Geothermal Energy Could Supply A Fifth Of UK’s Power

A new report on the potential for geothermal power in the United Kingdom claims the country is sitting on vast reserves of the renewable, enough in fact to find 20 percent of its energy needs.

The technical report, published by engineering consultants Sinclair Knight Merz (SKM), said deep geothermal resources could provide 9.5 gigawatts (GW) of baseload renewable electricity – equivalent to nearly nine nuclear power stations. Moreover, the authors said the potential heat from geothermal could equal 100 GW.


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According to the report, the geothermal reserves are widely spread across the UK with hotspots in the Southwest, in Northern England, and in Northern Ireland and Scotland.

However, the report’s authors complained that this vast potential risked going undeveloped because the UK government may be unwilling to help foster the development of geothermal sites in the country.

The UK geothermal power industry is currently awaiting the Renewables Obligation (RO) Banding Review undertaken by the government. The RO banding decides the rate of support renewables receive by placing an obligation on licensed electricity suppliers in the UK to source an increasing proportion of electricity from renewable sources.

Following the RO banding, which came into effect in April 2009, electricity generated from geothermal technology falls into the “innovative” technology band and is thus eligible for support at a rate of two Renewable Obligation Certificates (ROCs) per megawatt-hour generated.

However, industry figures say this level is too low to stimulate domestic investment.

In a statement, Dr Ryan Law, Chair of the REA Deep Geothermal Group, said: “We don’t want to be left out of a global industry which is estimated to be worth £30 billion by 2020. We could be at the forefront of this industry given the strength of British engineering skills.

“If the UK wants to seize a share of this booming global market we must prove our competence at home. Clearly investment at home could also go a long way to meeting our future energy needs cleanly and safely.”

Geothermal comes from capturing the heat emitted naturally by radioactive rocks beneath the surface of the earth. Developers capture the energy by cracking open the rocks and pumping water through them and back up to the surface. The water comes up boiling and the steam rotates a turbine.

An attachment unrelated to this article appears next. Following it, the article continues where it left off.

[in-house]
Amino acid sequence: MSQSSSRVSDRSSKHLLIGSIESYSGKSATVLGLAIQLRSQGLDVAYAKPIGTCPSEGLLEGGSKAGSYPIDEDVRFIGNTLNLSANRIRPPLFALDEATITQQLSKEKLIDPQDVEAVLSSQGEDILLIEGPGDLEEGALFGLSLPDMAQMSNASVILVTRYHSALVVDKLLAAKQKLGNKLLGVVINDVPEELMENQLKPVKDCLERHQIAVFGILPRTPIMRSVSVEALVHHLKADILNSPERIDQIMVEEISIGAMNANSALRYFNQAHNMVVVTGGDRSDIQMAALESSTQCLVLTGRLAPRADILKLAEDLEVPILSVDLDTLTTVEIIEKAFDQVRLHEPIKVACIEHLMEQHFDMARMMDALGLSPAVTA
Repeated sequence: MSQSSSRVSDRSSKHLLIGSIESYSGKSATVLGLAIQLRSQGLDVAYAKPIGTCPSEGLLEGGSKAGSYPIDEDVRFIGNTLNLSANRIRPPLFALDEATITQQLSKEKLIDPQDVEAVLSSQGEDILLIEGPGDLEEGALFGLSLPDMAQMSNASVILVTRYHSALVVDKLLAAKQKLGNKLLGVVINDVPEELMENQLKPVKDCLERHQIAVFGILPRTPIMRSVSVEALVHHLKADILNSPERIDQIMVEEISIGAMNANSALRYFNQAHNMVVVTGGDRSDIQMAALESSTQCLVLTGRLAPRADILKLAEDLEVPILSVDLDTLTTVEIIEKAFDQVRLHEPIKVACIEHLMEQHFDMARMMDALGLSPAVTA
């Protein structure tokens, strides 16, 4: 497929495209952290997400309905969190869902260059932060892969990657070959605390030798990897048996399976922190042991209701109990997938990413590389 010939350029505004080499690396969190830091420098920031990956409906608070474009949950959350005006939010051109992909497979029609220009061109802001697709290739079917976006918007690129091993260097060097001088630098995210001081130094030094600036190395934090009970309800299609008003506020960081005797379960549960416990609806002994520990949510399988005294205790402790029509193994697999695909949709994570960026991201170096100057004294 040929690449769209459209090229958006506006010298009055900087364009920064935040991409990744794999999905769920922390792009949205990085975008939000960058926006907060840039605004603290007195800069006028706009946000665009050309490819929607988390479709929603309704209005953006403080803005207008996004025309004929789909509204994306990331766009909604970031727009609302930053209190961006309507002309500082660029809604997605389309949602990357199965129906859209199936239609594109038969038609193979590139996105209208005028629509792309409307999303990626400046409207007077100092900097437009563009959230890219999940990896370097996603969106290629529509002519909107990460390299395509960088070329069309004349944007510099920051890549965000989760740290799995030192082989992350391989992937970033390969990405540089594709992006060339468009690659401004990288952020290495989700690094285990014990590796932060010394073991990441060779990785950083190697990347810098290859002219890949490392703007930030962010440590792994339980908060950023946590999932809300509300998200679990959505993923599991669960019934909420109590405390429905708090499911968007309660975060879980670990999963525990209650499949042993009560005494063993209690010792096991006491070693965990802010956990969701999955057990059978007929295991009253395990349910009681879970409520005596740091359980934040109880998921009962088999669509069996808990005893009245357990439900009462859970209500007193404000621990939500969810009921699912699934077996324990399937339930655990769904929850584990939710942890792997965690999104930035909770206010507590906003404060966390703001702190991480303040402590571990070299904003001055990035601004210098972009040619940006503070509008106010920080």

Unlike other forms of renewable energy such as solar or wind, geothermal offers the advantage that it can produce power without break, regardless of the time of the day or weather conditions. A drawback of geothermal, however, is the major investment needed to start operations: scouting out suitable sites and drilling down to the geothermal rocks is a costly and lengthy process.

According to REA, the UK industry has only around half the levels of support seen in Germany and Switzerland. REA said that as a result of support in Germany, the deep geothermal industry now employs 6,000 people and has attracted 4 billion euros of investment.

Paul Willis has been journalist for a decade. Starting out in Northern England, from where he hails, he worked as a reporter on regional papers before graduating to the cut-throat world of London print media. On the way he spent a year as a correspondent in East Africa, writing about election fraud, drought and an Ethiopian version of American Idol. Since moving to America three years ago he has worked as a freelancer, working for and major newspapers in Britain, Australia and North America. He writes on subjects as diverse as travel, media ethics and human evolution. He lives in New York where, in spite of the car fumes and the sometimes eccentric driving habits of the yellow cabs, he rides his bike everywhere.

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